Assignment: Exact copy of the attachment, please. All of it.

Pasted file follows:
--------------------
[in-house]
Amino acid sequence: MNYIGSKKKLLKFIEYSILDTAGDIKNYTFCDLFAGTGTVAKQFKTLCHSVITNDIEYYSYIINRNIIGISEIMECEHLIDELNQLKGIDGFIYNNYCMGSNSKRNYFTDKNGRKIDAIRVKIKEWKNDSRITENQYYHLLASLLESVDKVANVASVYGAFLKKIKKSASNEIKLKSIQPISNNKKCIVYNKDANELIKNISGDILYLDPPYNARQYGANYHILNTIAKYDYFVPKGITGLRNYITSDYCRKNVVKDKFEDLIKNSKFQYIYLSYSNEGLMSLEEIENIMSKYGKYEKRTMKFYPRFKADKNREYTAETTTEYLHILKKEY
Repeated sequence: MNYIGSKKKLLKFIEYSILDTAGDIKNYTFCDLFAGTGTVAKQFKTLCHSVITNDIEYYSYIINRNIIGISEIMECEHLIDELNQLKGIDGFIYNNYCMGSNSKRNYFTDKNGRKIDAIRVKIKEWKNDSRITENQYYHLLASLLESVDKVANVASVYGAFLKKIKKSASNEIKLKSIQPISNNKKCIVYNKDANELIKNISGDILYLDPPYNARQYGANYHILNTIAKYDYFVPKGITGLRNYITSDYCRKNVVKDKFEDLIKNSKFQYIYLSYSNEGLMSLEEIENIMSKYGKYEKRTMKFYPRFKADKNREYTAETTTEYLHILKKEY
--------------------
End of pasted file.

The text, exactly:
[in-house]
Amino acid sequence: MNYIGSKKKLLKFIEYSILDTAGDIKNYTFCDLFAGTGTVAKQFKTLCHSVITNDIEYYSYIINRNIIGISEIMECEHLIDELNQLKGIDGFIYNNYCMGSNSKRNYFTDKNGRKIDAIRVKIKEWKNDSRITENQYYHLLASLLESVDKVANVASVYGAFLKKIKKSASNEIKLKSIQPISNNKKCIVYNKDANELIKNISGDILYLDPPYNARQYGANYHILNTIAKYDYFVPKGITGLRNYITSDYCRKNVVKDKFEDLIKNSKFQYIYLSYSNEGLMSLEEIENIMSKYGKYEKRTMKFYPRFKADKNREYTAETTTEYLHILKKEY
Repeated sequence: MNYIGSKKKLLKFIEYSILDTAGDIKNYTFCDLFAGTGTVAKQFKTLCHSVITNDIEYYSYIINRNIIGISEIMECEHLIDELNQLKGIDGFIYNNYCMGSNSKRNYFTDKNGRKIDAIRVKIKEWKNDSRITENQYYHLLASLLESVDKVANVASVYGAFLKKIKKSASNEIKLKSIQPISNNKKCIVYNKDANELIKNISGDILYLDPPYNARQYGANYHILNTIAKYDYFVPKGITGLRNYITSDYCRKNVVKDKFEDLIKNSKFQYIYLSYSNEGLMSLEEIENIMSKYGKYEKRTMKFYPRFKADKNREYTAETTTEYLHILKKEY